Carbon Steel vs. Stainless Steel Frying Pan

Can you imagine a kitchen without stainless steel cookware? Most homes have at least some stainless steel cooking utensils. More passionate cooks are likely to have at least one carbon steel pan in addition to stainless steel cookware.

If you’re not an experienced cook but spend a lot of time in the kitchen, you probably want to use the right cookware for a particular dish. Some people prefer pans with good cooking performance, others value safety, and others prefer effortless cleaning and maintenance.

When purchasing a new frying pan, you may want to know which material best suits your needs. Today we will try to find answers to some questions you may have about two common materials used to make skillets: carbon steel and stainless steel.

carbon steel pan on blue table
Carbon steel pan

1. Leaching Issues

A stainless steel pan is safer for food contact than one made of carbon steel.

Stainless steel is an iron-based steel that is alloyed with other metals to minimize corrosion and increase strength. It is a fairly inert metal alloy with a low tendency to leach chemicals into food. When used with acidic foods, a stainless steel pan can leach small amounts of nickel and chromium into your meal. This probability is lower with higher quality stainless steel grades such as types 304 and 316. Stainless steel pans with a non-stick coating do not release metals into the food as long as the integrity of the non-stick coating is not compromised.

Carbon steel pans are more likely to leach metal into your cooked food. If this pan is not seasoned well, it can release a small amount of iron during cooking, preparing, or serving food in it. This leaching intensity increases significantly when you use the pan to cook or store acidic foods such as tomato or lime juice.

When the pan is well seasoned, the layer of seasoning prevents the acid in the food from interacting with the iron. However, I wouldn’t recommend this as acidic foods can damage the seasoning.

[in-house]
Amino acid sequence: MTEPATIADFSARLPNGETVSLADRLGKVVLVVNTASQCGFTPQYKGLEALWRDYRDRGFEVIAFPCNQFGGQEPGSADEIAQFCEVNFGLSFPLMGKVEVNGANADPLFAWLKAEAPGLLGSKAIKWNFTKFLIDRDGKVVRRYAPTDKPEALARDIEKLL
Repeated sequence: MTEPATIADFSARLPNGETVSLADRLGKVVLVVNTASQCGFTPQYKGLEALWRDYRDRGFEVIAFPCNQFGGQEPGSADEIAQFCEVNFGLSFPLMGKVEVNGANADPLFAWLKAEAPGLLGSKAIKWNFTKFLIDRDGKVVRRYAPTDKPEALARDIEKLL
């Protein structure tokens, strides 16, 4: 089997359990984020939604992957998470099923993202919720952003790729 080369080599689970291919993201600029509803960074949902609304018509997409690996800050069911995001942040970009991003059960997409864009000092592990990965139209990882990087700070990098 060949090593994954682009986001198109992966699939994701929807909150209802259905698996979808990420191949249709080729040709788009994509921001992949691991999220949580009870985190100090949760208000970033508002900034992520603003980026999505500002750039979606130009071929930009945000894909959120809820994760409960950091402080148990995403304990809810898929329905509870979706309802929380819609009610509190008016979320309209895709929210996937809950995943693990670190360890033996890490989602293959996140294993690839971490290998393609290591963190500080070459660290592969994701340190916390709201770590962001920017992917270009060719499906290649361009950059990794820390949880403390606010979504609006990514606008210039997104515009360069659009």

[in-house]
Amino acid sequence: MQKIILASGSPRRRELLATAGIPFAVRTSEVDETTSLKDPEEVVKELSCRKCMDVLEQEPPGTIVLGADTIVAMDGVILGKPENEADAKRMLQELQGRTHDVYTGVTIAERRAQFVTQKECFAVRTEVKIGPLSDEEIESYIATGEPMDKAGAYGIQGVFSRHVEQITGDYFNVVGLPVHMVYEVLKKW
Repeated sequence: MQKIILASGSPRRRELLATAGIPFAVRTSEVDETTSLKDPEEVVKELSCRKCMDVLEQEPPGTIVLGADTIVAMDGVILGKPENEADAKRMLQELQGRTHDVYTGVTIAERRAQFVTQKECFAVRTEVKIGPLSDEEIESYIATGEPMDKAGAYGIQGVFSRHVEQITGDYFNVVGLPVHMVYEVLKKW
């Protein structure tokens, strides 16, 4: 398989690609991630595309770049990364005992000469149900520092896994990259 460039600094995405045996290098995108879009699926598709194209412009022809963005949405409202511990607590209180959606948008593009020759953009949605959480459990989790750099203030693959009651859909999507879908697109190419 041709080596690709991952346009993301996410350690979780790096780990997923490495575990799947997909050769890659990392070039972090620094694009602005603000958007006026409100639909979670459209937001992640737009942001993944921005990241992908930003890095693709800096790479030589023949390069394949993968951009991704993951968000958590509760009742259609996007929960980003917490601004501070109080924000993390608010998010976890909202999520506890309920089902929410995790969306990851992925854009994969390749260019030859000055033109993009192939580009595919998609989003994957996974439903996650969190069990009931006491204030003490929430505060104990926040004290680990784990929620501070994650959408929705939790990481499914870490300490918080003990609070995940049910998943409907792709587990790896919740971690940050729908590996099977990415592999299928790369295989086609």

The conclusion is that you should not use stainless steel or carbon steel pans to cook, prepare, or store acidic foods.

2. Ease of Cleaning

Stainless steel cookware is much easier to clean and maintain than carbon steel cookware.

Stainless steel cookware is very popular among users due to its easy maintenance. Most stainless steel cookware pans and sets are dishwasher safe. If you value the convenience of machine cleaning, this cookware is for you. Remember that non-stick stainless steel pans are not dishwasher safe. Even if the instructions say “dishwasher safe,” wash your nonstick cookware by hand. 

Unlike stainless steel, a carbon steel pan requires a lot of maintenance. Carbon steel cookware must be hand-washed with warm water and mild dish soap. You may only use non-abrasive tools for cleaning. Additionally, carbon steel pans must be seasoned before use. With regular use, the non-stick effect of the spice coating improves. If the seasoning is damaged, you will need to re-season your pan. In addition, you must dry the pan thoroughly after each washing and store it in a dry place to avoid corrosion.

3. Durability

A carbon steel pan is sturdier, but in fact, stainless steel cookware can last longer than carbon steel pieces. 

This is possible because stainless steel cookware is more resistant to corrosion, deformation, and chemicals than carbon steel. Due to the high chromium content, stainless steel is corrosion-resistant. You can expect a stainless steel pan to last quite a long time without having to apply a lot of grease.

Carbon steel is susceptible to rust in humid environments and is more flexible than stainless steel. To stay in good condition, a carbon steel frying pan requires proper maintenance, such as seasoning and proper drying. With proper care, a carbon steel pan can last for decades.

4. Aesthetic Appeal

A stainless steel frying pan looks more attractive than a carbon steel pan and retains its brand-new look for longer.